My history teacher would just hand out copies of his grading copy from the same test from the previous year about a week before the test (his wife ran a printing shop, so he made lots of copies of things for us- including that entire book of DBQ primary source documents). He of course changed the questions year to year, but for a week, you'd see people with those tests, faces stuffed into their history books. My environmental science teacher made us answer every question in the back of the chapter. It wasn't difficult, you just flipped back and forth in the chapter for things like definitions, but it took a while, so people hated it, but you farking learned the material.

Teachers have their ways.
 
2013-05-21 09:24:53 AM  
"Cheating" doesn't help you learn the material, "preparing" does. Cheating, insofar as it's a method of preparation, helps you learn the material because you need to look at the material in order to know how to cheat.

I know a lot of teachers/professors who will allow you to bring notes into a test- either an index card or a standard sheet of paper. Same thing- the mere act of identifying what's important and transcribing that is enough to bring most people into the A - B range. In both cases, you actually have to look at the farking material for it to have any effect.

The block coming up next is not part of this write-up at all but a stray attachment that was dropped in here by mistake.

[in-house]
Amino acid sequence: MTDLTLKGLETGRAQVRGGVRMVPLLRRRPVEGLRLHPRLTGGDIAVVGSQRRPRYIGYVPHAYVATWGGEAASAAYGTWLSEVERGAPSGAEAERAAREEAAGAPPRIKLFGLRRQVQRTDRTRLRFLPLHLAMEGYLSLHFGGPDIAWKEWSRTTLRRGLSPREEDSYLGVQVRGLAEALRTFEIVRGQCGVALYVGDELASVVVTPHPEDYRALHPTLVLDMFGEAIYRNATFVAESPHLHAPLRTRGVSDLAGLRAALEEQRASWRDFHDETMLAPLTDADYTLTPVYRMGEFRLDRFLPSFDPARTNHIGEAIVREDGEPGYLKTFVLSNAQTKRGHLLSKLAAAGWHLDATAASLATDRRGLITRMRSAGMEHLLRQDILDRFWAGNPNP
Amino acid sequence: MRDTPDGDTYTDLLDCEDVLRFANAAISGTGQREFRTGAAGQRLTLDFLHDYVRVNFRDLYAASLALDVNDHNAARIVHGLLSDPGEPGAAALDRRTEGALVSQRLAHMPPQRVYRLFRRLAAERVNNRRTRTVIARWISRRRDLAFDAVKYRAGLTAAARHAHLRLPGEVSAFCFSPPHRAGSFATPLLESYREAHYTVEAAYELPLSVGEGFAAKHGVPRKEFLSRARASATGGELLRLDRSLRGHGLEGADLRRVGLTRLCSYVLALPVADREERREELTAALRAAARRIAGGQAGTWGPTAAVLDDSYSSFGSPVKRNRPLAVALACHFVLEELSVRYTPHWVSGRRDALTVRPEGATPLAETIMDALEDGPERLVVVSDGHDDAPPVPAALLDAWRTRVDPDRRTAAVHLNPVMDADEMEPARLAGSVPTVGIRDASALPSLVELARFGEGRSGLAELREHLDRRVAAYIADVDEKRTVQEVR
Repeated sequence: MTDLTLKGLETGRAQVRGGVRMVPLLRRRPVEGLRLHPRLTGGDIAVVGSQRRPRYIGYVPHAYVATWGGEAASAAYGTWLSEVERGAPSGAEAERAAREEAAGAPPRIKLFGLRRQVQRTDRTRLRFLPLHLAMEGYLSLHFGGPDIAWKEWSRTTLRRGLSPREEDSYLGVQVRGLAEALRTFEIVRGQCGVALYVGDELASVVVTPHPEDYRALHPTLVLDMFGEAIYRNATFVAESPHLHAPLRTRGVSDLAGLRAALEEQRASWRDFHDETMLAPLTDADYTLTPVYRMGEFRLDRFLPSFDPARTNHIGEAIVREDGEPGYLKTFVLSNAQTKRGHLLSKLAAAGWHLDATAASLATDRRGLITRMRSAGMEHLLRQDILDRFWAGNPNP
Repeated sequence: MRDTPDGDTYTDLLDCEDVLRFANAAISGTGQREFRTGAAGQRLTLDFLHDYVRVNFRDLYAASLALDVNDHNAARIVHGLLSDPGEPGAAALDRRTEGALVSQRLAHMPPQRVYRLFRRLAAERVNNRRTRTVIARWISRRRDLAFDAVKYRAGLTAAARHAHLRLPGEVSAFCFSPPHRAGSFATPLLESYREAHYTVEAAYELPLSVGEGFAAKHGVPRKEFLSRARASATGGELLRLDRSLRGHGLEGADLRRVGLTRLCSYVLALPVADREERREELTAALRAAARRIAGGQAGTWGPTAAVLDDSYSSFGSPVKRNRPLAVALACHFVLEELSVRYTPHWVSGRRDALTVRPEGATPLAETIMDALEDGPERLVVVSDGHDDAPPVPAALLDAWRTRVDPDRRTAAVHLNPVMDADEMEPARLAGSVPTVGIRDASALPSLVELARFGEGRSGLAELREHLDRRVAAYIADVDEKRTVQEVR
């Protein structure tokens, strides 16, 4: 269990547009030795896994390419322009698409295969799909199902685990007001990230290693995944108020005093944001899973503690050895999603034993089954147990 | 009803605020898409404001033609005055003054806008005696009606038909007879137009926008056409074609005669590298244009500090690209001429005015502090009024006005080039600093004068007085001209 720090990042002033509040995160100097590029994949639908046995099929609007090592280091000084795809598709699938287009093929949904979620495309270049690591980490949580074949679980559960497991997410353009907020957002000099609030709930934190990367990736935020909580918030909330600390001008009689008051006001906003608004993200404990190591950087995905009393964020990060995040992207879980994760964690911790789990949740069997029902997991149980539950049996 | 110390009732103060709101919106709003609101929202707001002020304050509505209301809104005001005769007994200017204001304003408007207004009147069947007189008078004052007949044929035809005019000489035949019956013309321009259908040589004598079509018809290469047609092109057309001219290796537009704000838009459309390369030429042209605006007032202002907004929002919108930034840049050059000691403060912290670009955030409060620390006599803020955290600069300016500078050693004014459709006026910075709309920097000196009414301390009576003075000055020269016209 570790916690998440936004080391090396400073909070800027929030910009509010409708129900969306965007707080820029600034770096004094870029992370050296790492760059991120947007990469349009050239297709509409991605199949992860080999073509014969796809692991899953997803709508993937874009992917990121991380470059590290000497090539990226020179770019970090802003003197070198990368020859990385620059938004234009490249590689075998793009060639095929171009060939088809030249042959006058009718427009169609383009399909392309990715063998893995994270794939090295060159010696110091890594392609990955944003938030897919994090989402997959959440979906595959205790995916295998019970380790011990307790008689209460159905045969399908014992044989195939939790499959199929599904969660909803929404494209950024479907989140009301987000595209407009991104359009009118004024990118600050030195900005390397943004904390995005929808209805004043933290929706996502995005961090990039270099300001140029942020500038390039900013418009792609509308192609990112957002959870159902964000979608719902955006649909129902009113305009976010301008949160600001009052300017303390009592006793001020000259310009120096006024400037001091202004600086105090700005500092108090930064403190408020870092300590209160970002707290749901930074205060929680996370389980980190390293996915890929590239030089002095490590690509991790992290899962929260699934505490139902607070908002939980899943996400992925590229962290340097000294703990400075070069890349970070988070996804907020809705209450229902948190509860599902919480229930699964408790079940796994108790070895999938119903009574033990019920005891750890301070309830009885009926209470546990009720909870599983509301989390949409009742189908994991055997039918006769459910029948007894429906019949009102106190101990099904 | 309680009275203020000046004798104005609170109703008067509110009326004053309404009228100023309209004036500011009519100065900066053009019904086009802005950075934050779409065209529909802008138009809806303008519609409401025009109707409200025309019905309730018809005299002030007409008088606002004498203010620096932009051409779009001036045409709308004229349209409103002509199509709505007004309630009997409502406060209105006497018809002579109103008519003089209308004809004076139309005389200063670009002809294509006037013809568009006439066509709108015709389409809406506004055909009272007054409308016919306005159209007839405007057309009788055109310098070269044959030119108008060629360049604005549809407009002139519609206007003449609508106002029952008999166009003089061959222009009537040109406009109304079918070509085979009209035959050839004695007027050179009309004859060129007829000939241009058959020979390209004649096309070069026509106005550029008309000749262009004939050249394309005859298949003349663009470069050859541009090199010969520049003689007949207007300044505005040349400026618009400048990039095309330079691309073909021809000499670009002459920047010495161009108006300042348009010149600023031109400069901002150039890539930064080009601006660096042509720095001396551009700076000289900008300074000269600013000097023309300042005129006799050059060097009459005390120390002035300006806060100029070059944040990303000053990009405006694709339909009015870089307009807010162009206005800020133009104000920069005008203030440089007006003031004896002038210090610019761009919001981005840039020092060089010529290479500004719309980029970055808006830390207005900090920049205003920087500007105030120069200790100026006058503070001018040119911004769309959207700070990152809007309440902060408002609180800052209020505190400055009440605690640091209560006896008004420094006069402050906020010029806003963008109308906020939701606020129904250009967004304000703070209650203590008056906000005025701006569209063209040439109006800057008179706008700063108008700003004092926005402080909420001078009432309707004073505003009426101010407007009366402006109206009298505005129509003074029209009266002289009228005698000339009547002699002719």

2013-05-21 09:28:15 AM  
Well...this is how everything is done in real-life outside of school...permissive "cheating".

People at work don't do it all by themselves...and for you purists out there, it is NOT the ideal.  (you're not proving anything but your ego)

People research off others...they brainstorm with others...they use ideas from others...and modify it.
and so on...
The key is results.

No person is an island, and the test is not what you know...but what you can accomplish.
And a good manager realizes this.

The bigger better mousetrap is figured out by awareness of knowledge, accumulation of the same...manipulation of it, application of it.
And for the most part, it is NOT done by yourself.

No person is an island, such is the strength of the internet.
Get over yourself and bring everyone into the fold...get over yourself and share your findings.

An idea not shared is nothing.
A treasure found but not spent is worthless.

All information is valuable.
 
2013-05-21 09:30:15 AM  

Fubini: I know a lot of teachers/professors who will allow you to bring notes into a test- either an index card or a standard sheet of paper. Same thing- the mere act of identifying what's important and transcribing that is enough to bring most people into the A - B range. In both cases, you actually have to look at the farking material for it to have any effect.